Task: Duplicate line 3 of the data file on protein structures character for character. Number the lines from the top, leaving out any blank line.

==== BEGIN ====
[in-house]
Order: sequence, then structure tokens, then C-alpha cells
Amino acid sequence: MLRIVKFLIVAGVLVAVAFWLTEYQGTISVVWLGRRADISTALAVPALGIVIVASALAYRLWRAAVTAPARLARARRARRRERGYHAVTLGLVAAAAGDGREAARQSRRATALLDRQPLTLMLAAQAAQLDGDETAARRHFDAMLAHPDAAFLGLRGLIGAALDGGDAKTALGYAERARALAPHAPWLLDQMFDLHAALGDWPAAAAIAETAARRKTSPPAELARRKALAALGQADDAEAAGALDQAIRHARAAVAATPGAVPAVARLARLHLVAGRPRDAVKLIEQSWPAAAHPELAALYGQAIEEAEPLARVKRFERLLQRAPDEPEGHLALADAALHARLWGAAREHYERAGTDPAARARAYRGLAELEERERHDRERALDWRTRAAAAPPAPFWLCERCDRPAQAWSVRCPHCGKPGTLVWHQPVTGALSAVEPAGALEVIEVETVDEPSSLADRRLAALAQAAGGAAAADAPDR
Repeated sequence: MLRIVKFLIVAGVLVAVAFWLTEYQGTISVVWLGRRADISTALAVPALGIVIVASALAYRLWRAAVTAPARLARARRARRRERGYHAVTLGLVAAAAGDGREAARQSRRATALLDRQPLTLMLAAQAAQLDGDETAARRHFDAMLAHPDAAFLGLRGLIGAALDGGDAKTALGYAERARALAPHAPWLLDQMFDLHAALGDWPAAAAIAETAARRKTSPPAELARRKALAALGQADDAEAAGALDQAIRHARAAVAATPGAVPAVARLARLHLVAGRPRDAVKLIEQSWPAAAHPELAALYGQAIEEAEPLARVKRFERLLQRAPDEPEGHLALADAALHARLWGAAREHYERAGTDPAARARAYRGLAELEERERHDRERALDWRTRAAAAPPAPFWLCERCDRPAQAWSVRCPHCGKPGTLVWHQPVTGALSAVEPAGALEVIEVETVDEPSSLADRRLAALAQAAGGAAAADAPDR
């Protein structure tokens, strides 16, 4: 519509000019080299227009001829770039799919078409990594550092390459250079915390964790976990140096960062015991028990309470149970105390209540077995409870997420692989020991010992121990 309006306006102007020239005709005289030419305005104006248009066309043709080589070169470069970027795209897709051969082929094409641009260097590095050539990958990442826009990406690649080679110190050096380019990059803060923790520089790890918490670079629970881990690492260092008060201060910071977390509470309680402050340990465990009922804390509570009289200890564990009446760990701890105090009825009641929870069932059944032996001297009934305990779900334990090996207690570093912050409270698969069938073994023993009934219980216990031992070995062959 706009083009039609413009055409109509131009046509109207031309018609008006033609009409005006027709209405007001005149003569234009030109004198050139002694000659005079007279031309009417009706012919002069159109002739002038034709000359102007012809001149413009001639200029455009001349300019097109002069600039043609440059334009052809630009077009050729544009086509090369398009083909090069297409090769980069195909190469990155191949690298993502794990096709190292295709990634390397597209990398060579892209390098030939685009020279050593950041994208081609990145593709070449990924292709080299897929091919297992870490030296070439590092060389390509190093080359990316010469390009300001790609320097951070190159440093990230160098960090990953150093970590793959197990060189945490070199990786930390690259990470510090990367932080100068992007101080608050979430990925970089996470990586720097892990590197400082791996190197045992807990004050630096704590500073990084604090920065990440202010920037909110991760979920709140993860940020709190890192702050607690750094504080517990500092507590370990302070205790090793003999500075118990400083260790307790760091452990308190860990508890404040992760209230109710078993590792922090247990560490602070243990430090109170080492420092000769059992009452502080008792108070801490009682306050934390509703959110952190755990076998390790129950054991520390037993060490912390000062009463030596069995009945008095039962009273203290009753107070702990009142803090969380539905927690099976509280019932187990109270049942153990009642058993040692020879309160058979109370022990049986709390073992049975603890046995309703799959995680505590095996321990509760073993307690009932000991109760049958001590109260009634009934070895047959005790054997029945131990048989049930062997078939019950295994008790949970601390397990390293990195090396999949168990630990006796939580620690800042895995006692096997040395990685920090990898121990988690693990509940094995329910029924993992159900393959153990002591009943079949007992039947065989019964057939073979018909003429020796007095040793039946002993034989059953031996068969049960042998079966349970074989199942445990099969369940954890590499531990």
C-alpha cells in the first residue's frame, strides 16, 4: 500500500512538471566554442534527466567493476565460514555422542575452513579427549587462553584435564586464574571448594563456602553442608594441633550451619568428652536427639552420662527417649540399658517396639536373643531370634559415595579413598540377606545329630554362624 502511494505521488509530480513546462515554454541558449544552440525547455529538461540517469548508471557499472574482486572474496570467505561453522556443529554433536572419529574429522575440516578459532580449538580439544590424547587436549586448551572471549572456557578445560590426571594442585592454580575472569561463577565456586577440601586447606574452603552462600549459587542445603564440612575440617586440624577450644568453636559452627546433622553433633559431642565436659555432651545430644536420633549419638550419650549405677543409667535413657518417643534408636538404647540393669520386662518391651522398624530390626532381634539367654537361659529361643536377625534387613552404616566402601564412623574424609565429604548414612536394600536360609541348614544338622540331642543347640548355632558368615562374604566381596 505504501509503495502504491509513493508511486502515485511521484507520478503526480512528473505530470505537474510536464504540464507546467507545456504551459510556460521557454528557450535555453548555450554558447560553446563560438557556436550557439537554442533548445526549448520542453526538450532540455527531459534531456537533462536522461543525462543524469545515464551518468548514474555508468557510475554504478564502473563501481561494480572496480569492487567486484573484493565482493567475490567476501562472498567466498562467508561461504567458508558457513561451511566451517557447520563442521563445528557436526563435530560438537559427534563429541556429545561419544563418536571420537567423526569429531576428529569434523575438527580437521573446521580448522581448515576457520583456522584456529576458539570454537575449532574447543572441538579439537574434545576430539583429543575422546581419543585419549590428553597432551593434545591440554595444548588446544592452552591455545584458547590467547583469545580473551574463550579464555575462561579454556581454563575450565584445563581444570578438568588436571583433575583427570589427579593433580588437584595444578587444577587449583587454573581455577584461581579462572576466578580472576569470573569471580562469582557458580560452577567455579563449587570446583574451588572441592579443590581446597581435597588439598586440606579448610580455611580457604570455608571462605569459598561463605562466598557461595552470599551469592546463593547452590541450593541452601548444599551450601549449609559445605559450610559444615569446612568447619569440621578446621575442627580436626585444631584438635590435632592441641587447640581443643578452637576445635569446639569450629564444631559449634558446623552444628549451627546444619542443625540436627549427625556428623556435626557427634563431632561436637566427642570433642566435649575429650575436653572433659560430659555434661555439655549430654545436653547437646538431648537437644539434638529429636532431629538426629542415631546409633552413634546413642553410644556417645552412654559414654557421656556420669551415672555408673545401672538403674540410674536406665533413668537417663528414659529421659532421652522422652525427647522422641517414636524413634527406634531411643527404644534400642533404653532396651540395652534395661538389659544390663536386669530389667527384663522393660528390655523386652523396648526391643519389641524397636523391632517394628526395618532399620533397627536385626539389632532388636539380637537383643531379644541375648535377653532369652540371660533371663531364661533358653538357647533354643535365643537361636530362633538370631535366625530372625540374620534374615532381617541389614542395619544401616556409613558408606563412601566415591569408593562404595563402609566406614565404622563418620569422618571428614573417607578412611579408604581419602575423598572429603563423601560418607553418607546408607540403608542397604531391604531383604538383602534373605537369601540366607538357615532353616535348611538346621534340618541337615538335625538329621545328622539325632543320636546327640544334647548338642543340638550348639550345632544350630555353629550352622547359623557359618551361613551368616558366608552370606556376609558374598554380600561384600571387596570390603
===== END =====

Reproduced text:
Amino acid sequence: MLRIVKFLIVAGVLVAVAFWLTEYQGTISVVWLGRRADISTALAVPALGIVIVASALAYRLWRAAVTAPARLARARRARRRERGYHAVTLGLVAAAAGDGREAARQSRRATALLDRQPLTLMLAAQAAQLDGDETAARRHFDAMLAHPDAAFLGLRGLIGAALDGGDAKTALGYAERARALAPHAPWLLDQMFDLHAALGDWPAAAAIAETAARRKTSPPAELARRKALAALGQADDAEAAGALDQAIRHARAAVAATPGAVPAVARLARLHLVAGRPRDAVKLIEQSWPAAAHPELAALYGQAIEEAEPLARVKRFERLLQRAPDEPEGHLALADAALHARLWGAAREHYERAGTDPAARARAYRGLAELEERERHDRERALDWRTRAAAAPPAPFWLCERCDRPAQAWSVRCPHCGKPGTLVWHQPVTGALSAVEPAGALEVIEVETVDEPSSLADRRLAALAQAAGGAAAADAPDR